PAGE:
Since we’ve started our travel blog, a pattern has emerged with the timing of our posts: First, we hit the road, blogging three to five times per week about our trips. Then, after a few weeks on the road, we return to New England and go quiet for a while. Our silence is usually because our time in New England is filled with chores, errands, and visits with family and friends. It’s not all fun and games, though…someone has to wash my stinky running gear!
We followed this same pattern after returning from our last trip to Virginia and Tennessee. Now that we’ve been back in New England for a couple of weeks, it seemed about time to get back on the wagon and get some new posts published. Of course, we leave for Europe next week, which should make for much more interesting posts than picking up dry cleaning, going to the bank and organizing our gear in storage. Stay tuned!
For now, I wanted to put a little context around an activity that will color all of our upcoming travel for the next few months. Running! I know…I know…how is this different than any other trip? Well, it’s time for marathon training! It’s almost the end of Week 2 of my 18 week training plan for the Mount Desert Island (MDI) Marathon in Maine. The marathon is Sunday, October 14th, just a couple of days after my birthday, and we’ll be spending the weekend in Bar Harbor for the event.
The race is an important milestone for me, since it will be my first marathon since I started running in late 2009. In addition, it takes place in a location that is very important for J and me. We got married on Mount Desert Island in Northeast Harbor in 2011, and (as you may know from some of our prior posts) we returned to the area this year to celebrate our first anniversary. Not only is MDI beautiful, but it carries a huge amount of sentimental value.
Anyone who has run a long race or marathon before knows that you don’t just show up to compete. You have to train. And anyone who knows me knows that I like to train hard. It’s rare for a race to go by where I haven’t set and trained for an aggressive time goal (aggressive for me anyway), and the MDI marathon is no different. I’m pushing to finish the race in under 4 hours, with a target pace of 8:30 to 8:45 per mile. I’ve run faster than this in prior races, but never anything longer than a half marathon. Also, in addition to being voted the most scenic marathon in America and runner-up for best overall marathon, the MDI marathon is hilly. One blogger who ran the race reported his GPS watch showing 1,700 feet in elevation gain over the 26.2 miles and just as much in elevation loss.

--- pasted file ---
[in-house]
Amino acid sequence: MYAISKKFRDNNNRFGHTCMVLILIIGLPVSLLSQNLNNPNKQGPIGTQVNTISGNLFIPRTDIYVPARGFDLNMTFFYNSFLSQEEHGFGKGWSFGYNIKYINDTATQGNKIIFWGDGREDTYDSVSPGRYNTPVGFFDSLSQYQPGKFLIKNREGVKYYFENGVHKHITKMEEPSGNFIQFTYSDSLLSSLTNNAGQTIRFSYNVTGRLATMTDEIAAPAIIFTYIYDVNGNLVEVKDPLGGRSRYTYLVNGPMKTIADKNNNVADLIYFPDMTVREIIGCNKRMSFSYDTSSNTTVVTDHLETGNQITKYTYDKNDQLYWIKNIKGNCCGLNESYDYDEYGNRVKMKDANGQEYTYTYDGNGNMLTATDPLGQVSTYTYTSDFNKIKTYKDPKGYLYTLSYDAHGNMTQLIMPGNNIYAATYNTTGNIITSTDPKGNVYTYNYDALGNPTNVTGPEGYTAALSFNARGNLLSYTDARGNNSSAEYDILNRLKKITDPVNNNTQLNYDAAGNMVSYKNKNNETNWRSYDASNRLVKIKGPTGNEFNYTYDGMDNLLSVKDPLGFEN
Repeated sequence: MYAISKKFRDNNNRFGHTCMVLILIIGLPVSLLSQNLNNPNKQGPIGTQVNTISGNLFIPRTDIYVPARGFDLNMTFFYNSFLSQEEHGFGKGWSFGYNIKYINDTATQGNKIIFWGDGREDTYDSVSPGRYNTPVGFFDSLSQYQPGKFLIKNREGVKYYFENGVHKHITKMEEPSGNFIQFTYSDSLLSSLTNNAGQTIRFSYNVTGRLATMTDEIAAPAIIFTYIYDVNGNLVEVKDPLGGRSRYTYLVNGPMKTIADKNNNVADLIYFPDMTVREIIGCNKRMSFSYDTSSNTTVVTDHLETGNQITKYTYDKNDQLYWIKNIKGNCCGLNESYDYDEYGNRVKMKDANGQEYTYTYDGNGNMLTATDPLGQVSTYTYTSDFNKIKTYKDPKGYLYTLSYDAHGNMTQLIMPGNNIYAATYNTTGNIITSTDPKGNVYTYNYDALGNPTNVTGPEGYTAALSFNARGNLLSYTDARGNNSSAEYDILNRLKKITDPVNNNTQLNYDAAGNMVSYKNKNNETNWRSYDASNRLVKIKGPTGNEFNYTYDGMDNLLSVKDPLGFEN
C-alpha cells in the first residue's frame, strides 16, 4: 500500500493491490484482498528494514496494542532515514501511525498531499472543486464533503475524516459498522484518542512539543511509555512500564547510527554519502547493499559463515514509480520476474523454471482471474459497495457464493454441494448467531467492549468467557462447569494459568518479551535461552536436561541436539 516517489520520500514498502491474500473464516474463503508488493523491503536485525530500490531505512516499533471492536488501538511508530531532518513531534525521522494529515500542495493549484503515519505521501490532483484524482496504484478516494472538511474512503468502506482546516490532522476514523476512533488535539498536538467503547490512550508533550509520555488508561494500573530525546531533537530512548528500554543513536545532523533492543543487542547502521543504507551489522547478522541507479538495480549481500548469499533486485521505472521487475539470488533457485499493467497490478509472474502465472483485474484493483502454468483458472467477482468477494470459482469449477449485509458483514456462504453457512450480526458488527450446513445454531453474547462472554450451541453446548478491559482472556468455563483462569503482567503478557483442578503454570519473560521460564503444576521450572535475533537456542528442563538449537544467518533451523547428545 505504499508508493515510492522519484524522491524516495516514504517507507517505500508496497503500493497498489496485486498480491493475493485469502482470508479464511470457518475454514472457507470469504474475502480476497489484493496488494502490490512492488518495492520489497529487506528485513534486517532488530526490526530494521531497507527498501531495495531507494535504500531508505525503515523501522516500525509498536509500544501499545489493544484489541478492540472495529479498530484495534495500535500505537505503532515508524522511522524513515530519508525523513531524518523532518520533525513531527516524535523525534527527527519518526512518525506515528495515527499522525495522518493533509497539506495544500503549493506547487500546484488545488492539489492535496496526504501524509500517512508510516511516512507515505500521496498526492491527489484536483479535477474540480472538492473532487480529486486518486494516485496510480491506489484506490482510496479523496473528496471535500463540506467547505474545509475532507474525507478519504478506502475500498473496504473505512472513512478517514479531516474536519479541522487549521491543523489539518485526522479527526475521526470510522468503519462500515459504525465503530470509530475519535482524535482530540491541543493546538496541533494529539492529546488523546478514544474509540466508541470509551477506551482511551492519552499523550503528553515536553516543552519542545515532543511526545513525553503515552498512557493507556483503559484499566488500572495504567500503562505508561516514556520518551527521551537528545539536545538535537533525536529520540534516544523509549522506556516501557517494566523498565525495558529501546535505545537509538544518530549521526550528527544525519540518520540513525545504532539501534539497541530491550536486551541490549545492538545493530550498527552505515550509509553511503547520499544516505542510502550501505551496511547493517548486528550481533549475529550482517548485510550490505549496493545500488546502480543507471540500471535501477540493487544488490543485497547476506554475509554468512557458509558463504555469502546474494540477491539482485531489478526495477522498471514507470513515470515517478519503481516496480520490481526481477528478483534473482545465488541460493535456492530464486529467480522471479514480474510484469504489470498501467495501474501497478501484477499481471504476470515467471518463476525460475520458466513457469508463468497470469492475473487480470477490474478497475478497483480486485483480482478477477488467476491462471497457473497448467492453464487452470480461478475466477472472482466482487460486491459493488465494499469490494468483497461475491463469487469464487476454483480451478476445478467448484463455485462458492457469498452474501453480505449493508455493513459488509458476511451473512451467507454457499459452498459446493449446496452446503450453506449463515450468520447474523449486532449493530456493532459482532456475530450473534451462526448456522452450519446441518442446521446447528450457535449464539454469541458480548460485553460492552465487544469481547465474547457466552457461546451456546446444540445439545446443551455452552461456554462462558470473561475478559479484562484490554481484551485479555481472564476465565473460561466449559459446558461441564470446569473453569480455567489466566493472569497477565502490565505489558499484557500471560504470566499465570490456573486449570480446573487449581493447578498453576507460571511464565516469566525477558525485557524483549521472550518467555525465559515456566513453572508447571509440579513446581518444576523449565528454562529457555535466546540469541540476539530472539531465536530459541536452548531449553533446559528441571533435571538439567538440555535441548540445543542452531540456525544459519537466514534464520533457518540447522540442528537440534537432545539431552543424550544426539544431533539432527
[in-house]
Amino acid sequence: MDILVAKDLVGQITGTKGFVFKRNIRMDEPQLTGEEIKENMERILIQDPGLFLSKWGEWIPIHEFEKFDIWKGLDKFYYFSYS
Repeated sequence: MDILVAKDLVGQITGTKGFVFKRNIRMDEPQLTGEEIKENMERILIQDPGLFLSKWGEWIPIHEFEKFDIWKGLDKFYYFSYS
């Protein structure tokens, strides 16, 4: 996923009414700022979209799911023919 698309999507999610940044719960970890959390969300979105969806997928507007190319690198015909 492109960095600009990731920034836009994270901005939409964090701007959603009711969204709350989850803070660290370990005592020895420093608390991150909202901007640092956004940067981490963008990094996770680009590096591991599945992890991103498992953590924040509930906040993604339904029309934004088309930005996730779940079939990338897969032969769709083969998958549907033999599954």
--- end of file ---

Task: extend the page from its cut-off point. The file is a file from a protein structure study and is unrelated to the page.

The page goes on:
I’m loosely following a Hal Higdon training plan. Higdon is a widely respected runner and author who has been helping runners succeed longer than I’ve been alive. I chose his Novice 2 plan, since it is a little more aggressive than Novice 1. I’ve not run a marathon before, so I stayed away from the intermediate training plans. In a nutshell, the plan increases your training mileage and the length of your longest weekly run week-over-week for 18 weeks leading into the race. There are some lower mileage weeks built into the plan for recovery after the longest of the training runs, and a taper period (period of rest and recovery) for the two to three weeks leading into the race. The plan also designates the pace of each run, with several runs being completed at the desired marathon race pace (“at pace”). The longest training run on the plan is 20 miles, and for me it will take place in late September about three weeks before race day.
So far, my adherence to the structure of the training plan has been less than perfect. I have gotten in all of my training, but it has required some substitutions and schedule changes due to travel and other activities. Here’s how Weeks 1 and 2 have gone so far, with the yellow representing what’s left this week:
I moved my long run up this week because we’re running a 5K race on Saturday (part of our goal of running a race per month in 2012). I also substituted some hikes for runs in Week 1 because we were in the White Mountains and the weather was fantastic. I was comfortable with these adjustments in the early weeks of the plan, since the mileage is in my comfort zone of 15 to 25 miles per week. As the plan continues, I need to buckle down. Given the demands of the plan, I don’t want to risk injury due to over-training . Also, since the plan is designed to provide enough rest leading into the longest run of the week and enough recovery after, it’s important that I stick to the prescribed schedule to avoid getting hurt or falling short on the important long training runs.
This will make for some scenic, interesting and challenging runs in upcoming Weeks 3 and 4, since I’ll be traveling in Germany and the Czech Republic! We will be visiting with family and friends for my cousin’s wedding before taking the train to Berlin, Leipzig, Dresden and Prague. I’m looking forward to seeing more of Europe, practicing my less-than-stellar German and, of course, logging some international marathon training miles! – M
We’re going off the grid for a few days, camping and hiking in the woods of Acadia. We will update our Twitter feed (which you can see on the right side of this site) when we can, but we probably won’t do a long post again until this weekend when we roll back into New Hampshire for our friends’ wedding. Hope you all have a great week!
I’ve never been fond of heights. I remember refusing to sit anywhere but on the floor in the middle of our Ferris Wheel car in Niagara Falls at a young age. In 8th grade, I practically had a nervous breakdown on our class rock climbing trip when I stood roped and harnessed at the top of a 150-foot cliff and had to lean backwards over the edge to rappel down.